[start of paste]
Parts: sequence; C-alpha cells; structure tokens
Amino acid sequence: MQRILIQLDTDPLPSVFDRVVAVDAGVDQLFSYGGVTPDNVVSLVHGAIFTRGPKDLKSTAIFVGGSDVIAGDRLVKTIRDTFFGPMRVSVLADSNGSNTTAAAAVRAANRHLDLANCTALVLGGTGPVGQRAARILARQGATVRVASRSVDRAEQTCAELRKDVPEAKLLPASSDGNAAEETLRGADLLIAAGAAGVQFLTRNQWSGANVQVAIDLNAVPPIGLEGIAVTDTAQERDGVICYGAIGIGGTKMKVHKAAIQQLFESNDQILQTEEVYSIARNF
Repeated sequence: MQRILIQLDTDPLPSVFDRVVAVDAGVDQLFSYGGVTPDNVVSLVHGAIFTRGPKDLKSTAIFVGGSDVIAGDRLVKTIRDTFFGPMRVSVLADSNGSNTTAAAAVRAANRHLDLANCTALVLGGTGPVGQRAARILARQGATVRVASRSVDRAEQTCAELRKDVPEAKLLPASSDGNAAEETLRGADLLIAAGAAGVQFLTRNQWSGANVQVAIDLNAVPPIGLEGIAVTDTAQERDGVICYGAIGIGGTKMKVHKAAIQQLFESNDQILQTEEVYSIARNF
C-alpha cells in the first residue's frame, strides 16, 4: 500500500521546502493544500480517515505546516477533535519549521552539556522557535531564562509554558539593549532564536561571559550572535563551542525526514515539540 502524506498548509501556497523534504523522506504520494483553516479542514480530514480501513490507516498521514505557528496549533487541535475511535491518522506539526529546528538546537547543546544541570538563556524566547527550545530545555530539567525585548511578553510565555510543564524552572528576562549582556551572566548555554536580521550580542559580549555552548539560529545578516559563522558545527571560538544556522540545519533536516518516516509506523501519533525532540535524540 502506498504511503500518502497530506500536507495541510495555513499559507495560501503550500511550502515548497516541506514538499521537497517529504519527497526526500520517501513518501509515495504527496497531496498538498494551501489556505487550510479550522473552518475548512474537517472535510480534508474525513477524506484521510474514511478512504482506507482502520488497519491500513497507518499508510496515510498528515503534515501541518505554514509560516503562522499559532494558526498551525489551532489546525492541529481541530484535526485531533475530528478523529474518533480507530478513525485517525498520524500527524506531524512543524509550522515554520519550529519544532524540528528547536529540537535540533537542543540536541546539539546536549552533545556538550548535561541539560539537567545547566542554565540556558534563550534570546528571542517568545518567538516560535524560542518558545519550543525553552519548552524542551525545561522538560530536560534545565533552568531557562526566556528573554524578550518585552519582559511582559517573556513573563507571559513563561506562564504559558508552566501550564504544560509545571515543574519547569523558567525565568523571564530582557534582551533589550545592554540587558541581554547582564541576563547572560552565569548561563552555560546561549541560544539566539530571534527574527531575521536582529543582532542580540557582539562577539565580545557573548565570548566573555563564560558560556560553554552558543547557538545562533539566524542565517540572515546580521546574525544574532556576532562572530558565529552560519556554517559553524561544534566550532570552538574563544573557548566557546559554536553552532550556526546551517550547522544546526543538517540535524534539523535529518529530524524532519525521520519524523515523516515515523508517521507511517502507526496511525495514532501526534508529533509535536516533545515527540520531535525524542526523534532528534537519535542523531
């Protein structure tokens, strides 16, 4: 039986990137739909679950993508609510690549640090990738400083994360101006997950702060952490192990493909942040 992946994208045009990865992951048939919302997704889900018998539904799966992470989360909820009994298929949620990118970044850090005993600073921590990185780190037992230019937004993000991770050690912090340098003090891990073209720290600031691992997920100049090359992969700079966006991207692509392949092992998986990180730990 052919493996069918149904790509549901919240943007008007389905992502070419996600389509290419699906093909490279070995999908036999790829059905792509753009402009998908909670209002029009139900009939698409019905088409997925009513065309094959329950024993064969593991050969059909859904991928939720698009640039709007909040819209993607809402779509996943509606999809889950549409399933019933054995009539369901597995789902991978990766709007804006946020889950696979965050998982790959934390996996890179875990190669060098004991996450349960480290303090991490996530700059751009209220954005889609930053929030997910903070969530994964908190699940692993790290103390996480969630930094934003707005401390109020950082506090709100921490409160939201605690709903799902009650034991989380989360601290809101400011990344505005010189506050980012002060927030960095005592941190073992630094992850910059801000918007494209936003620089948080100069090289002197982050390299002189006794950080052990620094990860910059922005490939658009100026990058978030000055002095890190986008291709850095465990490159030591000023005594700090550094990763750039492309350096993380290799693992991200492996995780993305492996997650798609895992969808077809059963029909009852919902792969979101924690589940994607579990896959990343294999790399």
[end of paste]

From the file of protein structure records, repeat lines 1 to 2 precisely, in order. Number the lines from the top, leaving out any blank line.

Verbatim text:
Parts: sequence; C-alpha cells; structure tokens
Amino acid sequence: MQRILIQLDTDPLPSVFDRVVAVDAGVDQLFSYGGVTPDNVVSLVHGAIFTRGPKDLKSTAIFVGGSDVIAGDRLVKTIRDTFFGPMRVSVLADSNGSNTTAAAAVRAANRHLDLANCTALVLGGTGPVGQRAARILARQGATVRVASRSVDRAEQTCAELRKDVPEAKLLPASSDGNAAEETLRGADLLIAAGAAGVQFLTRNQWSGANVQVAIDLNAVPPIGLEGIAVTDTAQERDGVICYGAIGIGGTKMKVHKAAIQQLFESNDQILQTEEVYSIARNF